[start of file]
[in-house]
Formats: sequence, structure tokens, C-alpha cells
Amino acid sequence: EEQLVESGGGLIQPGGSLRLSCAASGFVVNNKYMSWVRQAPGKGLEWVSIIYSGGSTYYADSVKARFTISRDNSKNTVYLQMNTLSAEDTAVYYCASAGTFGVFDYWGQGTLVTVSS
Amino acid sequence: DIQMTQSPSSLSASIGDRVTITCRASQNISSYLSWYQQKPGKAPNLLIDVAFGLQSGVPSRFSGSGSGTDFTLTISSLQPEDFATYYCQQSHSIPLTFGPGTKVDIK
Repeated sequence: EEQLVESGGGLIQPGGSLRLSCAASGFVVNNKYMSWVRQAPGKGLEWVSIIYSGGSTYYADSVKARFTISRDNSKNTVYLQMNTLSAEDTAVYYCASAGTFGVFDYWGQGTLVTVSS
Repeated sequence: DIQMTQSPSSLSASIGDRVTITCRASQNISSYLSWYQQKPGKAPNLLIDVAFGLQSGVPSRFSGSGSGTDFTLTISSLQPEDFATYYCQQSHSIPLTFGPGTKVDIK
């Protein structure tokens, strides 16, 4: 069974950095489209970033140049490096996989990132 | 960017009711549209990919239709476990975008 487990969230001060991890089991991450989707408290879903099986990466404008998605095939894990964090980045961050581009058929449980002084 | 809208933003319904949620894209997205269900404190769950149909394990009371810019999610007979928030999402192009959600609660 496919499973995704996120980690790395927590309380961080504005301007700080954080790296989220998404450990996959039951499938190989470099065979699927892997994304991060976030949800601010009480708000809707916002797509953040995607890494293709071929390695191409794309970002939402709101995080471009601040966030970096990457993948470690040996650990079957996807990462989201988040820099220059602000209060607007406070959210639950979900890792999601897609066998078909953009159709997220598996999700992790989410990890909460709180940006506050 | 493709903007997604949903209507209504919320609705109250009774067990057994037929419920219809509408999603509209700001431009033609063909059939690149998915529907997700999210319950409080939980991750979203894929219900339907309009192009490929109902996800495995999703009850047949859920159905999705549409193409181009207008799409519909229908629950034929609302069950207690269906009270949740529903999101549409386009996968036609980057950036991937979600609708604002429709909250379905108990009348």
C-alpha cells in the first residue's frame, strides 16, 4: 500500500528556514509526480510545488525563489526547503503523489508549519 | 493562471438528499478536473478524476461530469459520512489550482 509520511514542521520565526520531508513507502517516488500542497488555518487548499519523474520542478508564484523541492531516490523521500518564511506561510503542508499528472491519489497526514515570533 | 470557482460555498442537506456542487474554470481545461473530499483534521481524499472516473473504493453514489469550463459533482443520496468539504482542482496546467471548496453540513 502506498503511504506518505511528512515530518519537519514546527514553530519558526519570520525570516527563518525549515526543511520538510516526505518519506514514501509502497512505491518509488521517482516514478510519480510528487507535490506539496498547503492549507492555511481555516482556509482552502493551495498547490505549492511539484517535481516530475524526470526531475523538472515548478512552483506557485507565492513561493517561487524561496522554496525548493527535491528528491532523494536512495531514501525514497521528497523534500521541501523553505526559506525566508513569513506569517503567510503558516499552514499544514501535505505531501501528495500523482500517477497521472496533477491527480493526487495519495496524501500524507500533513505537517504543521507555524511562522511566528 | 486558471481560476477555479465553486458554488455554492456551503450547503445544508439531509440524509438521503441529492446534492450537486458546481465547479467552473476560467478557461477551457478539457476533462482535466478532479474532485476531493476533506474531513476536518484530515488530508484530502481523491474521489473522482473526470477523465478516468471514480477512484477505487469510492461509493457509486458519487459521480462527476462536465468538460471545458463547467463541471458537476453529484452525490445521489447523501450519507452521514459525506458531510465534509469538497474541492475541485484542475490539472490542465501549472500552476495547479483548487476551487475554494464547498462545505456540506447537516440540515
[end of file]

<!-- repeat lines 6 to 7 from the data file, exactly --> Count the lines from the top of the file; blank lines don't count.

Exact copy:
Repeated sequence: DIQMTQSPSSLSASIGDRVTITCRASQNISSYLSWYQQKPGKAPNLLIDVAFGLQSGVPSRFSGSGSGTDFTLTISSLQPEDFATYYCQQSHSIPLTFGPGTKVDIK
């Protein structure tokens, strides 16, 4: 069974950095489209970033140049490096996989990132 | 960017009711549209990919239709476990975008 487990969230001060991890089991991450989707408290879903099986990466404008998605095939894990964090980045961050581009058929449980002084 | 809208933003319904949620894209997205269900404190769950149909394990009371810019999610007979928030999402192009959600609660 496919499973995704996120980690790395927590309380961080504005301007700080954080790296989220998404450990996959039951499938190989470099065979699927892997994304991060976030949800601010009480708000809707916002797509953040995607890494293709071929390695191409794309970002939402709101995080471009601040966030970096990457993948470690040996650990079957996807990462989201988040820099220059602000209060607007406070959210639950979900890792999601897609066998078909953009159709997220598996999700992790989410990890909460709180940006506050 | 493709903007997604949903209507209504919320609705109250009774067990057994037929419920219809509408999603509209700001431009033609063909059939690149998915529907997700999210319950409080939980991750979203894929219900339907309009192009490929109902996800495995999703009850047949859920159905999705549409193409181009207008799409519909229908629950034929609302069950207690269906009270949740529903999101549409386009996968036609980057950036991937979600609708604002429709909250379905108990009348």